Kuiper Belt may be born of collisions
Diversity of objects and frequency of pairs not easily accounted for by standard models of planet formation.
The cold and shadowy fringe of the solar system known as the Kuiper belt is generating increasing debate among scientists as data accumulates on the growing population of objects discovered there. Now, two new studies of Kuiper belt objects presented 5 October at a meeting of the American Astronomical Society's Division for Planetary Sciences in Pasadena, California, may reveal a crucial hole a prevailing model of the solar system's early history.
One of the scientists challenging established theory is Michael Brown of the California Institute of Technology in Pasadena. Rather than growing incrementally from small precursors, as has been conventionally believed, he argues the largest Kuiper belt objects formed in a series of collisions between objects of roughly equal size — a process Brown describes as "pyramidal growth".
Evidence for this, Brown says, comes from recent discoveries that large Kuiper belt objects, which can reach diameters in excess of 2,000 kilometres, have widely disparate densities. Some seem to be comprised almost entirely of rock, with densities as high as 3.0 grams per cubic centimetre. Others have densities so low they appear to be almost entirely water ice punctuated with void spaces. Pluto, the best-known Kuiper belt object, lies midway between these extremes, with a density of about 2.0 grams per cubic centimetre.
If all these bodies accreted from multitudes of small precursors, Brown says, they should all have densities representing the average composition of the protoplanetary nebula in which they formed. "To get something that large, you would have had to accrete from a very large swath of the outer solar system," he said. "You would think they would be some of the most uniformly composed objects in the solar system." Instead, there "is about as big a variation as you can get."
Brown believes that this wide variation is a sign that the biggest Kuiper belt objects were produced not from gradual accretion, but from a small number of collisions among large objects, beginning with ones on the order of 500 kilometres in diameter. In each of the collisions, most of the mass stuck together to form a new, larger object, with rest blowing off into space - the amount varying with the size and power of each impact.
Because the blown-away material is primarily ice, this means that some large Kuiper belt objects could have been built from a small number of really big collisions among increasingly ice-depleted bodies, while others might have been formed from smaller, less powerful collisions that allowed more ice to remain. "You can have different combinations," he said.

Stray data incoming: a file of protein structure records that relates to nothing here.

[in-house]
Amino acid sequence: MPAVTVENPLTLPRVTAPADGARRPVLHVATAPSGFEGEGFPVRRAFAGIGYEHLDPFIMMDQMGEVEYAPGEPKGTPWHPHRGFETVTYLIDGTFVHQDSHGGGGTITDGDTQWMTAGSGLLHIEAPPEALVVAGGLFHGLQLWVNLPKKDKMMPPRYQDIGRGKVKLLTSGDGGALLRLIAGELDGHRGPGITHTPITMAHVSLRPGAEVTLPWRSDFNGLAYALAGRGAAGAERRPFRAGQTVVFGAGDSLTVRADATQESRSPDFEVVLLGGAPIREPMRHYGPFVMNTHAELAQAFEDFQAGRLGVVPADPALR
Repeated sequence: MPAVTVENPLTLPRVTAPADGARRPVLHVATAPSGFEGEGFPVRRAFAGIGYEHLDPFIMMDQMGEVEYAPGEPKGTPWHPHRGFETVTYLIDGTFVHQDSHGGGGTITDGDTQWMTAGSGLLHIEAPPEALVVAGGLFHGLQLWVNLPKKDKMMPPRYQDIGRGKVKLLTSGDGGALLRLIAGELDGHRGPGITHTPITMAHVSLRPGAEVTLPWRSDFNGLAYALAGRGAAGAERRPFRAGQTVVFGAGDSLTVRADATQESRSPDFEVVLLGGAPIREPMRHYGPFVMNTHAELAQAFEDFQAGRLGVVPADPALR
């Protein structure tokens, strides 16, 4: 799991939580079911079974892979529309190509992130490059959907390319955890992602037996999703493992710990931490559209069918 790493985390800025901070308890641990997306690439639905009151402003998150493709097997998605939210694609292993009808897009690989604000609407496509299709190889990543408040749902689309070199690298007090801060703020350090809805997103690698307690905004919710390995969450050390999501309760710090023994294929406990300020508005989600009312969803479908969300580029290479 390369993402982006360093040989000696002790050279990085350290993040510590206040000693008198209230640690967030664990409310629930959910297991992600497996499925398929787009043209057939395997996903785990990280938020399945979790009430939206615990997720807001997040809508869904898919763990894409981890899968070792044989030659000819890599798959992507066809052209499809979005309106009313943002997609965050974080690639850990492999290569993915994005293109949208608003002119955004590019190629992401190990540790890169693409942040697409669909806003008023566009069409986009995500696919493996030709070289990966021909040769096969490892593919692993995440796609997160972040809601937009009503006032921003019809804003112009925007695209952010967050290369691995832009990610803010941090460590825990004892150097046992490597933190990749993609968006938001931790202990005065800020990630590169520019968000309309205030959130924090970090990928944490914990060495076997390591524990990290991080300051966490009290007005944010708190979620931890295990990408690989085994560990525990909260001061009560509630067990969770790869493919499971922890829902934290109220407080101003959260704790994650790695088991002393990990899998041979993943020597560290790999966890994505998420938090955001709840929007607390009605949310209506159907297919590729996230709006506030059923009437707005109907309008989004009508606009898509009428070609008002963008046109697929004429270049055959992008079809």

Neptune not guilty
Brown's argument that current theory is lacking was bolstered by a study presented by Alex Parker, a graduate student in astronomy at the University of Victoria in British Columbia, Canada.
Parker examined binary objects in the cold classical Kuiper belt, a region on the edge of the Solar System, 6 to 7 billion kilometres from the Sun.
Traditional theory finds it hard to explain how these objects formed there because, that far out, their accretion would have been too slow to have been finished during the known life of the solar system. Thus, in a theory known as the Nice model (for Nice, France, where it was first proposed), scientists suggested that these objects formed closer to the Sun, where faster growth was possible. Then they were flung outward by dramatic shifts in the orbits of the outer planets, most importantly Neptune.
But there's one problem with that theory, according to Parker. About 30 percent of these objects are binaries. "The most famous are Pluto and Charon, but there are many others," he says.
Painstaking studies of their slow-motion orbits, in which they can take 4 to 17 years to complete a circuit of each other, reveal that many are so far apart that they are very loosely bound — loosely enough that any interaction with Neptune would have sent them flying in different directions.
"So if the Kuiper belt was subjected to this violent event, these [binary] systems should have been destroyed," Parker says.
Stephen Tegler of Northern Arizona University in Flagstaff agrees that Parker's finding forces theoreticians back to the drawing board. "We have got to come up with a way to tweak the Nice model, or they formed in situ," he says.
But, Tegler notes, "It's a brand new idea and it's up to the rest of us to check this out — to confirm or refute it."
Big hunks falling
One reason for caution is that for Kuiper objects to have emerged in situ would require them to have formed more quickly than traditional theory predicts.
It's here that Brown's and Parker's findings support each other. That's because one way Kuiper belt objects might have formed in situ, Parker says, is under an emerging model of planet formation in which turbulences and vortexes in the protoplanetary nebula allow many tiny particles to coalesce extremely rapidly into big ones.
Brown refers to this as "big hunks falling out of the nebula" and thinks it's a way in which large building blocks might have been formed as starting material for his 'pyramidal growth' model. He cautions, though, that the new theory is in its infancy. "No one has really put all the pieces together yet," he says. But, he adds, "We could well be completely rewriting how planets form."
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